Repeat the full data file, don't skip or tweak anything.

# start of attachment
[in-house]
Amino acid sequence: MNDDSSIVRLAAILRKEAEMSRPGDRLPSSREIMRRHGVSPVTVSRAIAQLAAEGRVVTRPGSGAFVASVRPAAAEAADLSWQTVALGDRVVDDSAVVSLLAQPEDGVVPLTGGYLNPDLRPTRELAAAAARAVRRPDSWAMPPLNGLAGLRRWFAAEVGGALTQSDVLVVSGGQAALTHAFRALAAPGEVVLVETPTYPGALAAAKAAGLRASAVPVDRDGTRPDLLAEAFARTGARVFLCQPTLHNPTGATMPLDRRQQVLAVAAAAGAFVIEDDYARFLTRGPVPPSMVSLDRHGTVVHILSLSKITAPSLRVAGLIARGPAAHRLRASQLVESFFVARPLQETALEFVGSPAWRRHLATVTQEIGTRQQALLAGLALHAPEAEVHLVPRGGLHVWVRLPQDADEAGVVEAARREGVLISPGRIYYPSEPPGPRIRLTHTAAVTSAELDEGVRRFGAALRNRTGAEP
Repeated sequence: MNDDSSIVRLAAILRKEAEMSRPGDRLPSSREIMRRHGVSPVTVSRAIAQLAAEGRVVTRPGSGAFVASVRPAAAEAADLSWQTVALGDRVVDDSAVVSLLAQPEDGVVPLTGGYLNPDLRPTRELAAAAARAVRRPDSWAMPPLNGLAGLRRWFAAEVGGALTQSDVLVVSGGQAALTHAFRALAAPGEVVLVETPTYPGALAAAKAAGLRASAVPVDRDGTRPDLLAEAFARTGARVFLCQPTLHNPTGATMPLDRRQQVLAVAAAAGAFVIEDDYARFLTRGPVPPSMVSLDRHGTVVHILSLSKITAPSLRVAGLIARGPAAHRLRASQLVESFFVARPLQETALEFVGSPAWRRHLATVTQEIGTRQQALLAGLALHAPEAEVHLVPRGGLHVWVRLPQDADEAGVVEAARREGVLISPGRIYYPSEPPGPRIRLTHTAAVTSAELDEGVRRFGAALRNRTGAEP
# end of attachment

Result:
[in-house]
Amino acid sequence: MNDDSSIVRLAAILRKEAEMSRPGDRLPSSREIMRRHGVSPVTVSRAIAQLAAEGRVVTRPGSGAFVASVRPAAAEAADLSWQTVALGDRVVDDSAVVSLLAQPEDGVVPLTGGYLNPDLRPTRELAAAAARAVRRPDSWAMPPLNGLAGLRRWFAAEVGGALTQSDVLVVSGGQAALTHAFRALAAPGEVVLVETPTYPGALAAAKAAGLRASAVPVDRDGTRPDLLAEAFARTGARVFLCQPTLHNPTGATMPLDRRQQVLAVAAAAGAFVIEDDYARFLTRGPVPPSMVSLDRHGTVVHILSLSKITAPSLRVAGLIARGPAAHRLRASQLVESFFVARPLQETALEFVGSPAWRRHLATVTQEIGTRQQALLAGLALHAPEAEVHLVPRGGLHVWVRLPQDADEAGVVEAARREGVLISPGRIYYPSEPPGPRIRLTHTAAVTSAELDEGVRRFGAALRNRTGAEP
Repeated sequence: MNDDSSIVRLAAILRKEAEMSRPGDRLPSSREIMRRHGVSPVTVSRAIAQLAAEGRVVTRPGSGAFVASVRPAAAEAADLSWQTVALGDRVVDDSAVVSLLAQPEDGVVPLTGGYLNPDLRPTRELAAAAARAVRRPDSWAMPPLNGLAGLRRWFAAEVGGALTQSDVLVVSGGQAALTHAFRALAAPGEVVLVETPTYPGALAAAKAAGLRASAVPVDRDGTRPDLLAEAFARTGARVFLCQPTLHNPTGATMPLDRRQQVLAVAAAAGAFVIEDDYARFLTRGPVPPSMVSLDRHGTVVHILSLSKITAPSLRVAGLIARGPAAHRLRASQLVESFFVARPLQETALEFVGSPAWRRHLATVTQEIGTRQQALLAGLALHAPEAEVHLVPRGGLHVWVRLPQDADEAGVVEAARREGVLISPGRIYYPSEPPGPRIRLTHTAAVTSAELDEGVRRFGAALRNRTGAEP